ROME – The ideological efforts to change Catholic doctrine after the Second Vatican Council were deeply misguided, said Cardinal Gerhard Mueller, prefect of the Congregation for the Doctrine of the Faith and a leading interpreter of Benedict XVI.

“Ideology,” he said, “is always a proud attempt to subject the Word of God and the doctrine of the Church to the prejudice of one’s own thoughts, with the aim to obtain a manipulative power over the faithful and their lives.”

Theology is different, the cardinal explained, because “theology is the humble reflection on faith that rises up from listening to the Word of God.”

For this reason, “any fear that the Council might provoke a breach with the tradition of the Church is not only heretical: it would dismantle the meaning of supernatural mediation.”

Mueller spoke at the Pontifical Gregorian University for the December 14 presentation of the Italian edition of the seventh book in a series of Joseph Ratzinger’s complete works. The seventh volume contains all the writings the man who served as Benedict XVI wrote about the Second Vatican Council, including writings when he was an expert advisor to Cardinal Joseph Frings of Cologne.

The complete works are curated by Mueller himself.

In his remarks, the cardinal said the Second Vatican Council’s wake included a conflict between theology and ideology: “the expected Pentecostal renewal was replaced by the perspective of a ‘Babylonic’ confession of faith and by the attempt to contradict the thought of the theological school.”

All of this was “not a work of the Holy Spirit, because the Holy Spirit always listens to the Church in love and truth.”

“Defecting from faith and counterfeiting faith, and the division from the Church that follows, are fruits of another spirit that is not the Spirit of God,” he explained.

Mueller cited a famous expression of Benedict XVI: his December 22, 2005 Christmas greetings to the Roman Curia, in which he spoke of a “hermeneutic of continuity” to interpret the Catholic faith.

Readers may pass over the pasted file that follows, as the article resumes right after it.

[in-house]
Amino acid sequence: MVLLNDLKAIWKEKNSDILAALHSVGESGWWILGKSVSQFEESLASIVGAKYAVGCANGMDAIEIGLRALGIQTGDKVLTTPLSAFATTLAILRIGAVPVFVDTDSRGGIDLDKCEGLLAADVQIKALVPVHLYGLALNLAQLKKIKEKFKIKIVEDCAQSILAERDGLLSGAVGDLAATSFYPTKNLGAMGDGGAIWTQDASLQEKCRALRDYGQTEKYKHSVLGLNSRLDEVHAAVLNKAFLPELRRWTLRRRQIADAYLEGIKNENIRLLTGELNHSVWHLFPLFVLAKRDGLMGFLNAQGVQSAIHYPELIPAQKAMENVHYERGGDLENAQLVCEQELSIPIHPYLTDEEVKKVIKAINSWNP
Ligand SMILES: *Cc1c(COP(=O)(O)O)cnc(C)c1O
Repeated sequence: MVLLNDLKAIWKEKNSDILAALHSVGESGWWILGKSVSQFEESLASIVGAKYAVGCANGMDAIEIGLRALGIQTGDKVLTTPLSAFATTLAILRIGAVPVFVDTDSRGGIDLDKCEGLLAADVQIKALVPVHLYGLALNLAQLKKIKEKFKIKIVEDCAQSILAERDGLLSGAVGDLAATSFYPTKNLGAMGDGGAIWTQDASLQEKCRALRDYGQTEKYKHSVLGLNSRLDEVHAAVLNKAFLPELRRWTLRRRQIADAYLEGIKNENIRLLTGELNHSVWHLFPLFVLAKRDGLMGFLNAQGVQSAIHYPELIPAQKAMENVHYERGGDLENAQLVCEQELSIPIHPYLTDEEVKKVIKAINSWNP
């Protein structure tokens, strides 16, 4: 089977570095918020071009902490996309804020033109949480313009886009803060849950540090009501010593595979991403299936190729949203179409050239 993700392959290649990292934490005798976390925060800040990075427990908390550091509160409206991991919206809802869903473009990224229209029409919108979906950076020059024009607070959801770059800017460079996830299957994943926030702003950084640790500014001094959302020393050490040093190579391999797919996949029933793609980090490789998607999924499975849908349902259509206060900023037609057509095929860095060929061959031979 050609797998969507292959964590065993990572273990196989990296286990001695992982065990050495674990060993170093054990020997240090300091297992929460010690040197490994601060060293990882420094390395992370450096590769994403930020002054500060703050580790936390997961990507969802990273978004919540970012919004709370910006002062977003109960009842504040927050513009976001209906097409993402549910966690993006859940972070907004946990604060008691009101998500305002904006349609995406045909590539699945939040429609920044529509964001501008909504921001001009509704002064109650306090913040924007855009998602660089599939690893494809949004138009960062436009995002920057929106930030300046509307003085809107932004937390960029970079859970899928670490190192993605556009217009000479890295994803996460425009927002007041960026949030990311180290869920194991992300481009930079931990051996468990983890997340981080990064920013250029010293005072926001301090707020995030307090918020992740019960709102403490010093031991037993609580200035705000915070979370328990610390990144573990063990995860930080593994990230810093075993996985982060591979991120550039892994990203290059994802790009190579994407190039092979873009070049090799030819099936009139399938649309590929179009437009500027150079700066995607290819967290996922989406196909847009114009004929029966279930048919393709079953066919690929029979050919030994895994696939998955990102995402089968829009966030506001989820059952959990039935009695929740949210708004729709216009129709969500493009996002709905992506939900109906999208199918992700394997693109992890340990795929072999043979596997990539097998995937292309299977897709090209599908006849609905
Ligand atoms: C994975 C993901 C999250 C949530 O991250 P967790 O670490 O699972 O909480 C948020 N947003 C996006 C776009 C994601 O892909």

Mueller emphasized: “without a hermeneutic of continuity and of reform, the Church would secularize itself, and would turn into something more similar to a humanitarian organization.”

If this would happen, he said, “there would be no reason to be part of the Church.”

Mueller underscored that “the hermeneutic of reform and continuity is nothing more than the hermeneutic of faith as it is testified by the Holy Scripture, that lives in the apostolic tradition interpreted in the authentic way of the magisterium. Certainly, the Church is founded on revelation, and not on the magisterium.”

Mueller further reflected on the nature of ideology. In light of 20th century developments, “we noted that ideology is nothing more than the claim of some human being to dominate the moral conscience of other people.”

He added that “renewal” and “mainstream” are secular terms. He suggested their use are “the signs of ideological strongholds raised against the consciousness of God.”

These ideas, he added, “can be glimpsed in the philosophical roots of the Enlightenment, idealism and materialism, that is, in the ideological turn Europe lived through in the last centuries.”

Mueller said these ideologies may fall short.

“The question is whether man can really find his foundation and his self-fulfillment without recognizing his constitutive bond with the sovereign Creator and Reconciler,” he said.